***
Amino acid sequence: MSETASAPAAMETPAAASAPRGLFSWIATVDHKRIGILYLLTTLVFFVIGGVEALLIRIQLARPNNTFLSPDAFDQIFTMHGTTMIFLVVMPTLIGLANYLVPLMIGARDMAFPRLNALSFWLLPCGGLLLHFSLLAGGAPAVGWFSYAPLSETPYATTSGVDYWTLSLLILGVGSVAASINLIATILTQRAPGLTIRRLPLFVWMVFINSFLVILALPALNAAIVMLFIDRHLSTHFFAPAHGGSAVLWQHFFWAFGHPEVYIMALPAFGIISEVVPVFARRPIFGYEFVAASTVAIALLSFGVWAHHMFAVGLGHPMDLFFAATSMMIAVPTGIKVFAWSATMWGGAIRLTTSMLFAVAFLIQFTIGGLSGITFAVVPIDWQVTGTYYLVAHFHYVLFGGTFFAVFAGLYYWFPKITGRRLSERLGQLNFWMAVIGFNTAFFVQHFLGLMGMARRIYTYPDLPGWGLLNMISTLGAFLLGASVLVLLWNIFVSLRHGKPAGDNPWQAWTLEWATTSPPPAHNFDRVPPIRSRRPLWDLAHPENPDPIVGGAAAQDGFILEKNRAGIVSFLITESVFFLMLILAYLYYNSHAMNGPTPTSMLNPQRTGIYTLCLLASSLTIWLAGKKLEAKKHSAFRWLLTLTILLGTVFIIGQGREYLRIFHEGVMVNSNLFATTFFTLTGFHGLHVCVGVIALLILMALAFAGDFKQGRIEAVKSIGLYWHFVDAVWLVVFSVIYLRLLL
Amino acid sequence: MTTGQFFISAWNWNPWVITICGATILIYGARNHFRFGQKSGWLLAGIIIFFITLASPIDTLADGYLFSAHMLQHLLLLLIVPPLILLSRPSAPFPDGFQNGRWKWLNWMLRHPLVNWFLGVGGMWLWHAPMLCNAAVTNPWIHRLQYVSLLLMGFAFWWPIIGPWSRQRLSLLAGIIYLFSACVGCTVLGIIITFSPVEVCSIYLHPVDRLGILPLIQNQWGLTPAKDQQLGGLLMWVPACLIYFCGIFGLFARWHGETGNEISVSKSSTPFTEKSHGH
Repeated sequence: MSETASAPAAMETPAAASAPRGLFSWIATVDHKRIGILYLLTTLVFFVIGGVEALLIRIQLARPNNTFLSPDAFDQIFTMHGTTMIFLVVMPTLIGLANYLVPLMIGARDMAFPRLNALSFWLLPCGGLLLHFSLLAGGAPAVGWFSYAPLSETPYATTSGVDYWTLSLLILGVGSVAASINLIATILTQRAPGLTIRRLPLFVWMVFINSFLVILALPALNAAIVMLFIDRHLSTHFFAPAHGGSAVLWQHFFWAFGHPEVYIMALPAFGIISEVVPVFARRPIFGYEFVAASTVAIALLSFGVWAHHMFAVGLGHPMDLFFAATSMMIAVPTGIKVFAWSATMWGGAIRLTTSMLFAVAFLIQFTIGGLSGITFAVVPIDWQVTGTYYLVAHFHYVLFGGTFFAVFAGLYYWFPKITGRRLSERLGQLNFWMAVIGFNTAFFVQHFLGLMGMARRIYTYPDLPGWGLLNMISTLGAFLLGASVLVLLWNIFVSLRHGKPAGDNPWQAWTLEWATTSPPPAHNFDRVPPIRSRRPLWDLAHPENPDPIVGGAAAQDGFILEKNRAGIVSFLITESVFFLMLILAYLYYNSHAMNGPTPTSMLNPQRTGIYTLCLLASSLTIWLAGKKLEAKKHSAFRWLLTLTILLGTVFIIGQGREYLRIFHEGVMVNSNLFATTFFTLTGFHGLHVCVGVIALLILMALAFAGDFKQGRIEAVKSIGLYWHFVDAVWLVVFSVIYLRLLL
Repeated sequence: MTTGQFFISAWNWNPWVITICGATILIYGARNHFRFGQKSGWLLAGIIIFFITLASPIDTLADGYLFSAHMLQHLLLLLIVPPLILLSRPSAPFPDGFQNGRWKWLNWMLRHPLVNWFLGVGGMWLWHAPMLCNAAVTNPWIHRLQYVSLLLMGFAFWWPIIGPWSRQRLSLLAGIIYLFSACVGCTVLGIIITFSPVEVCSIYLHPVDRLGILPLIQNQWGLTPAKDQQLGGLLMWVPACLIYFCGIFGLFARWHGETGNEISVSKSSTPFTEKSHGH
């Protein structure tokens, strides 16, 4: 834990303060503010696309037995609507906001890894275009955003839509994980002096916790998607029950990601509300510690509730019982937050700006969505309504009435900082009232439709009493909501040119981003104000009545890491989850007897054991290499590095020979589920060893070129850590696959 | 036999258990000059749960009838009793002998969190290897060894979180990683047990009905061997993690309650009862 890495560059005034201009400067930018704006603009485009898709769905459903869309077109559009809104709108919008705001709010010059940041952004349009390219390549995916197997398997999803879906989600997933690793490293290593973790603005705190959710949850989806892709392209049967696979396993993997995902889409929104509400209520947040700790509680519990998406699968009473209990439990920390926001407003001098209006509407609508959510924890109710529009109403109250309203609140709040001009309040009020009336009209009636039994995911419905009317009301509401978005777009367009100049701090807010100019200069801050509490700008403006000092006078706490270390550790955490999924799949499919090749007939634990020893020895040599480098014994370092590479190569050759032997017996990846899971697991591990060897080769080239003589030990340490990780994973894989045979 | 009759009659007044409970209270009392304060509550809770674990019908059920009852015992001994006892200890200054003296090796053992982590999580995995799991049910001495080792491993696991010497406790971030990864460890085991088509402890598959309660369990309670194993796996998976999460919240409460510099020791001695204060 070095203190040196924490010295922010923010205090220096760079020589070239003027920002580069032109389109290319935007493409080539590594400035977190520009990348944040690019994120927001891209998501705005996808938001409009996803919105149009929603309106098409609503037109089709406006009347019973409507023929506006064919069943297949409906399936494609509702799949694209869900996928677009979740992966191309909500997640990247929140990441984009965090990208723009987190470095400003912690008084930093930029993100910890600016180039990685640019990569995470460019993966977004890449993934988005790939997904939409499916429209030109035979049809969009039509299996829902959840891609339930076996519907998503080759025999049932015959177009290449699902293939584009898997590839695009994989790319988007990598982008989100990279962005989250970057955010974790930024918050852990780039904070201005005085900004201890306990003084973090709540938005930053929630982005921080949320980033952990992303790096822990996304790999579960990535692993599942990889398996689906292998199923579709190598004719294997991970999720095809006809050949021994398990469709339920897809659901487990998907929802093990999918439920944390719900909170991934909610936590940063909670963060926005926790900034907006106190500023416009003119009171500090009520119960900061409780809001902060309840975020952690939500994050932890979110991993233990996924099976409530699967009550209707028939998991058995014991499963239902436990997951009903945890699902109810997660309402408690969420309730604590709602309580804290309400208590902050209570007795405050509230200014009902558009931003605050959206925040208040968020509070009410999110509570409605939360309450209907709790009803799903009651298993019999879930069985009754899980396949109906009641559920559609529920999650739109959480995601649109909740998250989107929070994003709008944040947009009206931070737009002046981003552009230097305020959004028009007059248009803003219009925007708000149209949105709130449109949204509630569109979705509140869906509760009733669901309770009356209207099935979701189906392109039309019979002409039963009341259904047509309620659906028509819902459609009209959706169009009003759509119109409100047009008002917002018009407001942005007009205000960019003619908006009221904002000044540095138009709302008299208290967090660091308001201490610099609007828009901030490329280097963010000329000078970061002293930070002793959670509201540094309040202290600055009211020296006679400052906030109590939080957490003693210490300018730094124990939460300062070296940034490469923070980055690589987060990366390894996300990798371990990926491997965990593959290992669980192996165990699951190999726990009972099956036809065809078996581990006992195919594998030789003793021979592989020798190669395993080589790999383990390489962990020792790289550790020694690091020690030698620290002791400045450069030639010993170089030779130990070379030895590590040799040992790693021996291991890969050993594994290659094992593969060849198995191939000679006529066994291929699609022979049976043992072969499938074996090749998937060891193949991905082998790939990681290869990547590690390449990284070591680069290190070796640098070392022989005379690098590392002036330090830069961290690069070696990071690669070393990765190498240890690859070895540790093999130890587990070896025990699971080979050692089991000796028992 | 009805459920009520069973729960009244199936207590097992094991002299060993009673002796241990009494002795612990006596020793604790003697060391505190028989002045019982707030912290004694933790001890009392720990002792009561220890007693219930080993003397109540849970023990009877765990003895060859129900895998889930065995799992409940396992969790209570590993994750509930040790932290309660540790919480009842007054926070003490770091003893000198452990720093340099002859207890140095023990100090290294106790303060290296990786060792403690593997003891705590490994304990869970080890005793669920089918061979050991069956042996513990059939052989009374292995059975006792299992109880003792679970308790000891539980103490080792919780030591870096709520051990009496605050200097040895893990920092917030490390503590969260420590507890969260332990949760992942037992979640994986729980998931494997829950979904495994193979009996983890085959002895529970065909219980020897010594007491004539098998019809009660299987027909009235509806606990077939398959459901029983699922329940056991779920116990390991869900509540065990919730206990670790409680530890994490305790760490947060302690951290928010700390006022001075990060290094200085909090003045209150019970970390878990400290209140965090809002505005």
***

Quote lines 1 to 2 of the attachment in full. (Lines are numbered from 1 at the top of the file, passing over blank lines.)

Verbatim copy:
Amino acid sequence: MSETASAPAAMETPAAASAPRGLFSWIATVDHKRIGILYLLTTLVFFVIGGVEALLIRIQLARPNNTFLSPDAFDQIFTMHGTTMIFLVVMPTLIGLANYLVPLMIGARDMAFPRLNALSFWLLPCGGLLLHFSLLAGGAPAVGWFSYAPLSETPYATTSGVDYWTLSLLILGVGSVAASINLIATILTQRAPGLTIRRLPLFVWMVFINSFLVILALPALNAAIVMLFIDRHLSTHFFAPAHGGSAVLWQHFFWAFGHPEVYIMALPAFGIISEVVPVFARRPIFGYEFVAASTVAIALLSFGVWAHHMFAVGLGHPMDLFFAATSMMIAVPTGIKVFAWSATMWGGAIRLTTSMLFAVAFLIQFTIGGLSGITFAVVPIDWQVTGTYYLVAHFHYVLFGGTFFAVFAGLYYWFPKITGRRLSERLGQLNFWMAVIGFNTAFFVQHFLGLMGMARRIYTYPDLPGWGLLNMISTLGAFLLGASVLVLLWNIFVSLRHGKPAGDNPWQAWTLEWATTSPPPAHNFDRVPPIRSRRPLWDLAHPENPDPIVGGAAAQDGFILEKNRAGIVSFLITESVFFLMLILAYLYYNSHAMNGPTPTSMLNPQRTGIYTLCLLASSLTIWLAGKKLEAKKHSAFRWLLTLTILLGTVFIIGQGREYLRIFHEGVMVNSNLFATTFFTLTGFHGLHVCVGVIALLILMALAFAGDFKQGRIEAVKSIGLYWHFVDAVWLVVFSVIYLRLLL
Amino acid sequence: MTTGQFFISAWNWNPWVITICGATILIYGARNHFRFGQKSGWLLAGIIIFFITLASPIDTLADGYLFSAHMLQHLLLLLIVPPLILLSRPSAPFPDGFQNGRWKWLNWMLRHPLVNWFLGVGGMWLWHAPMLCNAAVTNPWIHRLQYVSLLLMGFAFWWPIIGPWSRQRLSLLAGIIYLFSACVGCTVLGIIITFSPVEVCSIYLHPVDRLGILPLIQNQWGLTPAKDQQLGGLLMWVPACLIYFCGIFGLFARWHGETGNEISVSKSSTPFTEKSHGH